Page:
All models were evaluated on the test dataset described above. Additionally, to verify that FPF performs better particularly for clustered cells, we created a subset of the test dataset. This subset contains all cell clusters occurring in the test images, but no isolated cells. The resulting 78 images have 256 × 256 pixels. Each image contains at least one cluster of two or more cells. In total, the dataset contains 255 cells with 258 nuclei.

Evaluation metrics

All experiments were evaluated in terms of average precision (AP) for detection and segmentation. AP summarizes the shape of the precision/recall curve. It is defined as the mean precision at a set of equally spaced recall levels. AP is computed for different Intersection over Union (IoU) thresholds. IoU between sets of pixels A and B is computed as (1) on the 100 top-scoring detections per image for bounding boxes and segmentation masks, respectively. For example, for threshold t = 0.5, detections with an IoU overlap of at least 50% with a ground truth object are counted as true positives (TP). Unmatched predicted objects are false positives (FP) and unmatched ground truth objects are false negatives (FN). Precision is computed as and recall as . We use the 101-point interpolated AP as Lin et al. [39]. AP for a given IoU threshold threshold t is computed over all images in the test set as (2) where and ) is the measured precision at recall . For a detailed description of interpolated AP, we refer to Everingham et al. [40]. The final mean average precision score (mean AP) is the mean over all threshold values between 0.5 and 0.90 with steps of 0.05. However, it should be noted that higher IoU thresholds are less meaningful in our dataset, since in many cases there are no sharp cell borders and thus the corresponding ground truth masks may be somewhat uncertain (see Fig 5).

Fig 5. Visualization of cell segmentation errors on a 256 × 256 patch of clustered cells in test data: Predicted masks (red) differ only slightly from ground truth masks (white).

Detection and segmentation results

First, we evaluated the performance of the nucleus model used in the FPF architectures (as described in Table 1), Stardist, and U-Net. Table 2 shows results for both detection and segmentation performance in terms of AP on the nuclei test images. Detection and segmentation results are similar, since the majority of the nuclei are round and isolated. However, in some cases nuclei appear adjacent. These instances are hard to separate for U-Net that cannot be trained to detect instances before segmentation. Stardist performs slightly better for segmentation, while Mask-RCNN performs slightly better for detection.

Table 2. Detection and segmentation results for the nuclei test dataset in terms of AP.

Next, the performance of the architecture without any nucleus information, the architecture with two input channels, and the FPF architectures are evaluated for cell detection and segmentation. In the following, ⊙ is used for concatenation and ⊕ for addition. The experiments are conducted on the whole cell test dataset as well as on a subset of the cell test dataset that contains exclusively clustered cells, to have a closer look at those instances that are difficult to detect and segment.

AP scores for detection and segmentation on the cell test dataset are shown in Tables 3 and 4, respectively. As expected, the performance of cell segmentation is much worse when knowledge about nuclei is not incorporated at all. By simply adding one more input channel for the nucleus signal to Mask R-CNN (see Fig 3b), significantly better results are achieved. For the U-Net model, the same method is used to integrate the nucleus channel, i.e., the model has two instead of one input channel. The drawbacks of the U-Net architecture on the cell test dataset are two-fold. First, it cannot use available ground truth of nuclei directly and second, there are even more hard-to-separate signals in this dataset than in the nucleus dataset. Since Stardist is trained for cell segmentation only, it cannot use nucleus information. However, Stardist still performs worse than the Mask R-CNN model without nucleus information. Compared to the performance of Stardist on the nuclei test set, this is most probably caused by the irregular shapes of cells and clustered cells.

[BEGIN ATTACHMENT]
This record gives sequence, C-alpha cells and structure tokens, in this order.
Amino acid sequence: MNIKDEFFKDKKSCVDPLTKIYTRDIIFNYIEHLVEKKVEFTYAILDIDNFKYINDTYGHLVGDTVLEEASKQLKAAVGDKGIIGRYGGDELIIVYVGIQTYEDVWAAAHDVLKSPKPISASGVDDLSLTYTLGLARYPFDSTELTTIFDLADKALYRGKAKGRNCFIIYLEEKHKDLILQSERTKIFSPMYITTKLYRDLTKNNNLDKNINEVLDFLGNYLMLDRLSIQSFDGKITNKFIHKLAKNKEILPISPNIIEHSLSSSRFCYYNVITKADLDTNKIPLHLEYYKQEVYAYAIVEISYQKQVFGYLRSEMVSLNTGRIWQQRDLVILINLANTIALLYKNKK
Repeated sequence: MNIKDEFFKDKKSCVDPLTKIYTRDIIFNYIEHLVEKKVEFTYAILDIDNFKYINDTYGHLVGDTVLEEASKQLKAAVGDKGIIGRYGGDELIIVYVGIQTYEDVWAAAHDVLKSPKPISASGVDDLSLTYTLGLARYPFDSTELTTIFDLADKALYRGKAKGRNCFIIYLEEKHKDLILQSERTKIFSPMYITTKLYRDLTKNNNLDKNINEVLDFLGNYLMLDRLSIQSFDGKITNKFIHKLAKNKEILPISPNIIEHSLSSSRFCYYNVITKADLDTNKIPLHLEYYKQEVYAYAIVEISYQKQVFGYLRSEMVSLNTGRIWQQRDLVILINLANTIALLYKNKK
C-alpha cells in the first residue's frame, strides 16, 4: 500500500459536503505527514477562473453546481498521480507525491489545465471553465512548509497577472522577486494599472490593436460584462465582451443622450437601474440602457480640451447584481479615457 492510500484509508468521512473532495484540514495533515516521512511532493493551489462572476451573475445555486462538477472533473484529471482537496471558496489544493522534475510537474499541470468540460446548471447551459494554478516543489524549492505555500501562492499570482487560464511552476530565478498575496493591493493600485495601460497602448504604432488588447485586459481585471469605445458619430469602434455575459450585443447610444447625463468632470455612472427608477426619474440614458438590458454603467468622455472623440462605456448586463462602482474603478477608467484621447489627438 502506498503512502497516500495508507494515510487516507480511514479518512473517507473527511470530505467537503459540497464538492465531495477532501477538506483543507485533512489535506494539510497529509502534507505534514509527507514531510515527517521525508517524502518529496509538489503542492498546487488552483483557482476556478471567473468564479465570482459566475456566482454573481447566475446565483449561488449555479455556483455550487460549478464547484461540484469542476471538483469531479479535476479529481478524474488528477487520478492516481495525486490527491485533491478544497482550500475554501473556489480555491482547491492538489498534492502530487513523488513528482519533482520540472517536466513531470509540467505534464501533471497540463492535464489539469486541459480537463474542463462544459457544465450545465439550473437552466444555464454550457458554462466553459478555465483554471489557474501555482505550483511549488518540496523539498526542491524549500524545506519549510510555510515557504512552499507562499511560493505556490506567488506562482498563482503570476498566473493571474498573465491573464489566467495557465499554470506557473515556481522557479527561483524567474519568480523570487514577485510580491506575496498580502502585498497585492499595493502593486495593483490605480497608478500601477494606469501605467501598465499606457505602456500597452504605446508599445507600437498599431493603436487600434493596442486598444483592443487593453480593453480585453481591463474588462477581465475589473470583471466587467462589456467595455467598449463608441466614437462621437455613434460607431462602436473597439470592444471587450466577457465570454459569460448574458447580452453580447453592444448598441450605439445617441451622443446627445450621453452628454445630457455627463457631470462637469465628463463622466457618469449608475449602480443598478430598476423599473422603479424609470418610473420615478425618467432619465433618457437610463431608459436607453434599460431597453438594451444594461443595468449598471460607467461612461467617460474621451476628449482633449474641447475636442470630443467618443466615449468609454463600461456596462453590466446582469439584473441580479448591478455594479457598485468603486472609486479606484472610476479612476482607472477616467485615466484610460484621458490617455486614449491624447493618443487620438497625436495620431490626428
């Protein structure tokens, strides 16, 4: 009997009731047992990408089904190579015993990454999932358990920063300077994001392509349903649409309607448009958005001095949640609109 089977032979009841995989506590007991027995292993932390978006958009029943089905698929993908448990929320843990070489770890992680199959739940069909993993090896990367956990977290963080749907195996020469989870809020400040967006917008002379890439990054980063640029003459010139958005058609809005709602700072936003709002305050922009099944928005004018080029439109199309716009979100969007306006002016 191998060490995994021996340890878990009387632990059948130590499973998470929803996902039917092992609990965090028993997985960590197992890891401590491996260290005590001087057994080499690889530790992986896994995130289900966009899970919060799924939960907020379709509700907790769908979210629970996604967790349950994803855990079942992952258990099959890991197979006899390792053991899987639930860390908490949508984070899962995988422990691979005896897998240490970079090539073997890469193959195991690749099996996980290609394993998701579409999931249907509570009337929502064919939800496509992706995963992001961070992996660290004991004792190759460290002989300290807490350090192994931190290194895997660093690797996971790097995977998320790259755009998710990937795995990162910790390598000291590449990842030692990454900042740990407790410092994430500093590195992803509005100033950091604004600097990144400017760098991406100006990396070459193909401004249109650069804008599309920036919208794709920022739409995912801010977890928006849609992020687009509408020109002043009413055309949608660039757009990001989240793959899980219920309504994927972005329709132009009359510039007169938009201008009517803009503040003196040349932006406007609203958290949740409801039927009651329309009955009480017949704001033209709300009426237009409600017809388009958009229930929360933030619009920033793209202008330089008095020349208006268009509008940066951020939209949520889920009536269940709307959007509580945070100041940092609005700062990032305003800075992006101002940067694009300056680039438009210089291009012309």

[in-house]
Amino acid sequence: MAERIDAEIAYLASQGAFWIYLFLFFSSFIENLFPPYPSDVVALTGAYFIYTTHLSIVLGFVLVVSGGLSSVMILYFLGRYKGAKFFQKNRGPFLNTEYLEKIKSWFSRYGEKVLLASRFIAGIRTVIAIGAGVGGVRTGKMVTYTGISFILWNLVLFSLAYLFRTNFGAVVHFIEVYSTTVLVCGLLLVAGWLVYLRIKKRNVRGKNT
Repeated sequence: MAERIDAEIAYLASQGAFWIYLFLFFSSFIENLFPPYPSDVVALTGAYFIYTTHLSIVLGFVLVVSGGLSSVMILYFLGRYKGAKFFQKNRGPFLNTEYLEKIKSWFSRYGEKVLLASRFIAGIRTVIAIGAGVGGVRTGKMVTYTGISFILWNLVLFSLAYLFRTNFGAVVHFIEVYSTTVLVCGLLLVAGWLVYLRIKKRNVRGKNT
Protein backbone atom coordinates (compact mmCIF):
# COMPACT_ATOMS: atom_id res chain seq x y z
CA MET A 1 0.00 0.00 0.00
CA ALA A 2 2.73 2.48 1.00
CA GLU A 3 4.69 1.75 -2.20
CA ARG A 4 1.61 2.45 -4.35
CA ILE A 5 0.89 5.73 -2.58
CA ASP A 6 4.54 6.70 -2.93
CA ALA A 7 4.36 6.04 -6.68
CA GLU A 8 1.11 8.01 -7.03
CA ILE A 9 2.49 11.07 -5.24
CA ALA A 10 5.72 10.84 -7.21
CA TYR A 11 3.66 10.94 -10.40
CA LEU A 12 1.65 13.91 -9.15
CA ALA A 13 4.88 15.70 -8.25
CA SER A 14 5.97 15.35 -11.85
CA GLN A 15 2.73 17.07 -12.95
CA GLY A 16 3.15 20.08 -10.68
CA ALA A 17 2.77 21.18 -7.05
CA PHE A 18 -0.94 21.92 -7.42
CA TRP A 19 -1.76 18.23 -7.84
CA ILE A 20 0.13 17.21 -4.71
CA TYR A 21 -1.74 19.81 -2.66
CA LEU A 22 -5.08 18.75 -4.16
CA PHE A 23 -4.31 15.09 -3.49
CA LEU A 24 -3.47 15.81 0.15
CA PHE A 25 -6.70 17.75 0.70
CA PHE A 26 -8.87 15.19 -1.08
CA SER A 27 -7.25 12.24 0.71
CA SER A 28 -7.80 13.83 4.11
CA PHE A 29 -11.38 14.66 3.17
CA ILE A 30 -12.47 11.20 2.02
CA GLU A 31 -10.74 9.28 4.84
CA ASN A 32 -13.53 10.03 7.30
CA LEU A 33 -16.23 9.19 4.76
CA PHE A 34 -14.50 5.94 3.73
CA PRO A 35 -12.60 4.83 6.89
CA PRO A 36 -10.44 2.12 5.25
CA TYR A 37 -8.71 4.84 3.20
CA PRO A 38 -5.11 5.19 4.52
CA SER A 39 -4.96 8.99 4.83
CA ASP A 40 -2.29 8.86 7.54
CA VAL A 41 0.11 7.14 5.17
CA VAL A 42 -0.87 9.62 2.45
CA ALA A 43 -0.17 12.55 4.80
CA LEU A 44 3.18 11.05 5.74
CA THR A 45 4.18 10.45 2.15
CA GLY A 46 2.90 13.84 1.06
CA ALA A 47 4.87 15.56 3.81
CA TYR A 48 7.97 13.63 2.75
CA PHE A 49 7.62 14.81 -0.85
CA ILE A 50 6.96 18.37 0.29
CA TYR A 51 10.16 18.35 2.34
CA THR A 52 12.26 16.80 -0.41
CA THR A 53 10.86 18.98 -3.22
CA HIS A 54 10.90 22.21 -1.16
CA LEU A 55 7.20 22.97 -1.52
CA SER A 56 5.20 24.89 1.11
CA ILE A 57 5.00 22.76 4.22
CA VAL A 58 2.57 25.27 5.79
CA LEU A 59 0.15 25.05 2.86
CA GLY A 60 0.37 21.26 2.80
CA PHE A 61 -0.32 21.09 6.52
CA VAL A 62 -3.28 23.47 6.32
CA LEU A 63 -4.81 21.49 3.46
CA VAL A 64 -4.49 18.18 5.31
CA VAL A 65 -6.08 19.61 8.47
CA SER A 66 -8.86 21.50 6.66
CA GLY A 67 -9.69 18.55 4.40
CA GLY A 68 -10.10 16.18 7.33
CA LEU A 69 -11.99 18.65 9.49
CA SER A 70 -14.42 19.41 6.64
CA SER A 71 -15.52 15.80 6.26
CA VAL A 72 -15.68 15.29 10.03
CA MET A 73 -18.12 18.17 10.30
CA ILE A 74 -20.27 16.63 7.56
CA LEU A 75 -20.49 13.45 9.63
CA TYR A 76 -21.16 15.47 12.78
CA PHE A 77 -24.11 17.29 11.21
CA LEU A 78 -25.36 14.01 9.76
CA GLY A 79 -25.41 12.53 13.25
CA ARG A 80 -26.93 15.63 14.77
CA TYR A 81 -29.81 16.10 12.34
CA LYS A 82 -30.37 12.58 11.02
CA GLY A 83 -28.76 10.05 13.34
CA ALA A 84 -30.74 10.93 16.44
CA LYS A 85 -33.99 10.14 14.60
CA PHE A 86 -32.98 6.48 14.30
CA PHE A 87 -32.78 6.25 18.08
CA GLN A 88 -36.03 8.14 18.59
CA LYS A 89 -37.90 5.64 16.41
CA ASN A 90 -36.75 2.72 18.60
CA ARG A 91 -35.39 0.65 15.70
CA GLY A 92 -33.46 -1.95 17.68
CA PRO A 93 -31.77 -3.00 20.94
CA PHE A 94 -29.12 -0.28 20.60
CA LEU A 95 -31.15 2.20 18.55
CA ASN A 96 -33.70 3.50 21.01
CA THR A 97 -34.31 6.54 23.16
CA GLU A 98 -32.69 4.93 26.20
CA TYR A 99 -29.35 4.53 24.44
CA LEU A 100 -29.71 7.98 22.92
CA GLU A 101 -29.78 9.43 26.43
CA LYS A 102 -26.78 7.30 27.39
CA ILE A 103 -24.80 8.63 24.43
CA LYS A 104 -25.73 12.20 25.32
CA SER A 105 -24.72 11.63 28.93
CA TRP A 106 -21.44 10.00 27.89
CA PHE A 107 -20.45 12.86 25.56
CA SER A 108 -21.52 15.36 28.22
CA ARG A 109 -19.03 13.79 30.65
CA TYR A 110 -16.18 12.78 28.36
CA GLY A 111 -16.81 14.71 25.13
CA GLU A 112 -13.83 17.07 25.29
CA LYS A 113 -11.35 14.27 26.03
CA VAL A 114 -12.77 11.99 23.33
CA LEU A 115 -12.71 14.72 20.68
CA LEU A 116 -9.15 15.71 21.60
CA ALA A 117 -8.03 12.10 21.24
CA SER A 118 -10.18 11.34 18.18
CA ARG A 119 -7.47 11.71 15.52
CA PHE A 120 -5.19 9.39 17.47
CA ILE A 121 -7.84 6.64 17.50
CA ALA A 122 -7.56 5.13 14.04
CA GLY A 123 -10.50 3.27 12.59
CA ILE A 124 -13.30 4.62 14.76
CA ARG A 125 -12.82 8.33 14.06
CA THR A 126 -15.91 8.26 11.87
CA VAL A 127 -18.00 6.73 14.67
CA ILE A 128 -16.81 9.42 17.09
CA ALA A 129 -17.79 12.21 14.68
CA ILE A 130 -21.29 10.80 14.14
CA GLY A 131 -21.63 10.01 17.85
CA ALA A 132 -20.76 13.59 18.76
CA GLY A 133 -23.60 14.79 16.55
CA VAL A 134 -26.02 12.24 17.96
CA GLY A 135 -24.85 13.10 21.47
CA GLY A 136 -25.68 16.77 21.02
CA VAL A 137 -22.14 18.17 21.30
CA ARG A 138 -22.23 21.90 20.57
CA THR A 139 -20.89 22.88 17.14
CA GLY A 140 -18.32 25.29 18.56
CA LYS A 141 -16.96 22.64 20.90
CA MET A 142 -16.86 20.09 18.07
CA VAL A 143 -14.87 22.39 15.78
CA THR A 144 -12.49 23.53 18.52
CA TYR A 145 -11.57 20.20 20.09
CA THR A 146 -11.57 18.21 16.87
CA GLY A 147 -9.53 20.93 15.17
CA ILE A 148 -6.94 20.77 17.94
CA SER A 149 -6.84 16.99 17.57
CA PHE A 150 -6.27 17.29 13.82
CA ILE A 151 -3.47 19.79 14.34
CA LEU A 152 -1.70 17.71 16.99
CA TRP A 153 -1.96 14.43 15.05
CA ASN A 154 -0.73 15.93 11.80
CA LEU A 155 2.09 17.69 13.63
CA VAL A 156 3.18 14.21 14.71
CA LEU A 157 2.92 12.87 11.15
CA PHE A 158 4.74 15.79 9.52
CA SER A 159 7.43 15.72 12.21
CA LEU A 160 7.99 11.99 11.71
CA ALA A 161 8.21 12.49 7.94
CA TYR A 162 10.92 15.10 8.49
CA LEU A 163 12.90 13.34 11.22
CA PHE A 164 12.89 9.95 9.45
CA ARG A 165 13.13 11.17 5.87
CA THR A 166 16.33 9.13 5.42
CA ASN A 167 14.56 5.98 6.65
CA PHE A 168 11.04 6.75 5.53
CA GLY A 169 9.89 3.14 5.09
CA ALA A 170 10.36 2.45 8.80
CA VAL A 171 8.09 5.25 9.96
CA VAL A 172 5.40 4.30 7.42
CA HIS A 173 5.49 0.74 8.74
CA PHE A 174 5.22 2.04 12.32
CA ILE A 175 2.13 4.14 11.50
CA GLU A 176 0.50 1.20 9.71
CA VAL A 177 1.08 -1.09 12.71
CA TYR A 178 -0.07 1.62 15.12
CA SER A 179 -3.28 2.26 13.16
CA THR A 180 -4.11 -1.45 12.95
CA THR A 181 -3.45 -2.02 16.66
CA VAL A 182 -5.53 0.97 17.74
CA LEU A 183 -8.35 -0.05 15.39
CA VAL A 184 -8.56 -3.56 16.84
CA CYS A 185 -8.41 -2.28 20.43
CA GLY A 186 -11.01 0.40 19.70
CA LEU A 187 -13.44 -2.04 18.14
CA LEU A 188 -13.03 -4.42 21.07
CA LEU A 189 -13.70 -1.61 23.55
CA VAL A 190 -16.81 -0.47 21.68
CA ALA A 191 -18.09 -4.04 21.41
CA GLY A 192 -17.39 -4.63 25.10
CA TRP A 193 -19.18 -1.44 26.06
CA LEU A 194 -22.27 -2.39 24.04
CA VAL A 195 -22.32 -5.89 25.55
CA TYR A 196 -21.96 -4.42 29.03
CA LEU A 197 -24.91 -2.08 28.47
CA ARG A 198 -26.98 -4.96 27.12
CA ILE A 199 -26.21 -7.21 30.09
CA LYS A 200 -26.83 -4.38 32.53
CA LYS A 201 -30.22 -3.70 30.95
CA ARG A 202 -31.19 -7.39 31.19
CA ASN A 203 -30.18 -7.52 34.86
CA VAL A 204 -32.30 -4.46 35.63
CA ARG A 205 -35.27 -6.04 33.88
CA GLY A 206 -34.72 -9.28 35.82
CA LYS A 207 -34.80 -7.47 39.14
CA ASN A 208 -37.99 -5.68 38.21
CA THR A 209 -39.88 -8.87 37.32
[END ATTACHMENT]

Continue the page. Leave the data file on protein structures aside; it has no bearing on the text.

Table 3. Detection results for the cells test dataset in terms of AP.

Table 4. Segmentation results for the cells test dataset in terms of AP.

FPF performs better than merely using an additional input for Mask R-CNN. However, it does not depend on the merge operation: merging features by concatenation or addition results in similar performance. AP scores for detection (Table 3) and segmentation (Table 4) are similar for all pyramid fusion configurations. Although mean AP performance is slightly better for both architectures trained under a weighted loss, a higher weighting of edges at gaps between cells and near-border pixels in the loss function does not result in a significant performance gain, neither in detection, nor in segmentation. Relative to the mean AP of the model without any nucleus information, the best performing FPF architecture (FPF ⊕ with weighted loss) achieves a performance gain of 10.25%. Compared to the model with the nucleus input channel, the relative performance gain is 3.02%. Similarly, the performance gain for detection is 10.48% (no nucleus) and 3.5% (nucleus input channel). A detailed evaluation including the number of true positives (TP), false positives (FP), and true negatives (FN) of the segmentation results for an IoU threshold of 0.75 is shown in Table 5.